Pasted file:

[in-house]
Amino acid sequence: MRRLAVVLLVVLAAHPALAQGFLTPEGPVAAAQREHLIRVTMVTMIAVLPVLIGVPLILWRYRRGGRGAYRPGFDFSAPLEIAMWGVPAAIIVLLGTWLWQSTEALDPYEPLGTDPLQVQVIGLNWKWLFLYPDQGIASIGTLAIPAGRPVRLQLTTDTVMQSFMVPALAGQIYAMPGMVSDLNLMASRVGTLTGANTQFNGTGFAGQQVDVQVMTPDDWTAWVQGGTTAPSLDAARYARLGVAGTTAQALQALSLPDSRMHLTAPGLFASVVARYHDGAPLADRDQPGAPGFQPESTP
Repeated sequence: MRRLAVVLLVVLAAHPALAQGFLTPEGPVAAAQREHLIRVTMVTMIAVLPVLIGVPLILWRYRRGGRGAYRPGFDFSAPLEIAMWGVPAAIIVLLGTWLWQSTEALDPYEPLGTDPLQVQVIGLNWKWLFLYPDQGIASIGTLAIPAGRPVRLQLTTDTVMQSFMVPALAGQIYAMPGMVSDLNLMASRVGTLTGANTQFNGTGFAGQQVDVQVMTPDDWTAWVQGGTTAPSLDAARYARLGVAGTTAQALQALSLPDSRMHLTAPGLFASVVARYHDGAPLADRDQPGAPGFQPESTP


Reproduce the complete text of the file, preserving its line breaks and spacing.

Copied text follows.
[in-house]
Amino acid sequence: MRRLAVVLLVVLAAHPALAQGFLTPEGPVAAAQREHLIRVTMVTMIAVLPVLIGVPLILWRYRRGGRGAYRPGFDFSAPLEIAMWGVPAAIIVLLGTWLWQSTEALDPYEPLGTDPLQVQVIGLNWKWLFLYPDQGIASIGTLAIPAGRPVRLQLTTDTVMQSFMVPALAGQIYAMPGMVSDLNLMASRVGTLTGANTQFNGTGFAGQQVDVQVMTPDDWTAWVQGGTTAPSLDAARYARLGVAGTTAQALQALSLPDSRMHLTAPGLFASVVARYHDGAPLADRDQPGAPGFQPESTP
Repeated sequence: MRRLAVVLLVVLAAHPALAQGFLTPEGPVAAAQREHLIRVTMVTMIAVLPVLIGVPLILWRYRRGGRGAYRPGFDFSAPLEIAMWGVPAAIIVLLGTWLWQSTEALDPYEPLGTDPLQVQVIGLNWKWLFLYPDQGIASIGTLAIPAGRPVRLQLTTDTVMQSFMVPALAGQIYAMPGMVSDLNLMASRVGTLTGANTQFNGTGFAGQQVDVQVMTPDDWTAWVQGGTTAPSLDAARYARLGVAGTTAQALQALSLPDSRMHLTAPGLFASVVARYHDGAPLADRDQPGAPGFQPESTP